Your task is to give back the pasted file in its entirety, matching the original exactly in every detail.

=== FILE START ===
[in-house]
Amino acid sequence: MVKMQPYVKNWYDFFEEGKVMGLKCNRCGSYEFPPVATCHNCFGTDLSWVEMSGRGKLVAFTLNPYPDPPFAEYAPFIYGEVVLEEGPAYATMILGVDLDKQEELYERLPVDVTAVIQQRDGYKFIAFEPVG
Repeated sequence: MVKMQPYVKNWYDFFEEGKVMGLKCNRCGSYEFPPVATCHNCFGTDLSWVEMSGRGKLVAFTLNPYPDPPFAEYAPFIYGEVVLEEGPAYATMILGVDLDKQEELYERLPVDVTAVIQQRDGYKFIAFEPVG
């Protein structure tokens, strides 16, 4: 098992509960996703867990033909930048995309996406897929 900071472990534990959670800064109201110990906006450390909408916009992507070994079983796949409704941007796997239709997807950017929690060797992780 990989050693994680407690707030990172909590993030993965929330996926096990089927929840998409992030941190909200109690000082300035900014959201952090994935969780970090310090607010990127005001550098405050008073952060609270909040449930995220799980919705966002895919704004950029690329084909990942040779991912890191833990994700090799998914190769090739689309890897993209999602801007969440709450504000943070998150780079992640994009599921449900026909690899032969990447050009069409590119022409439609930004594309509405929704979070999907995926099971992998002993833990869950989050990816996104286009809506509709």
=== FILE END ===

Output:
[in-house]
Amino acid sequence: MVKMQPYVKNWYDFFEEGKVMGLKCNRCGSYEFPPVATCHNCFGTDLSWVEMSGRGKLVAFTLNPYPDPPFAEYAPFIYGEVVLEEGPAYATMILGVDLDKQEELYERLPVDVTAVIQQRDGYKFIAFEPVG
Repeated sequence: MVKMQPYVKNWYDFFEEGKVMGLKCNRCGSYEFPPVATCHNCFGTDLSWVEMSGRGKLVAFTLNPYPDPPFAEYAPFIYGEVVLEEGPAYATMILGVDLDKQEELYERLPVDVTAVIQQRDGYKFIAFEPVG
């Protein structure tokens, strides 16, 4: 098992509960996703867990033909930048995309996406897929 900071472990534990959670800064109201110990906006450390909408916009992507070994079983796949409704941007796997239709997807950017929690060797992780 990989050693994680407690707030990172909590993030993965929330996926096990089927929840998409992030941190909200109690000082300035900014959201952090994935969780970090310090607010990127005001550098405050008073952060609270909040449930995220799980919705966002895919704004950029690329084909990942040779991912890191833990994700090799998914190769090739689309890897993209999602801007969440709450504000943070998150780079992640994009599921449900026909690899032969990447050009069409590119022409439609930004594309509405929704979070999907995926099971992998002993833990869950989050990816996104286009809506509709």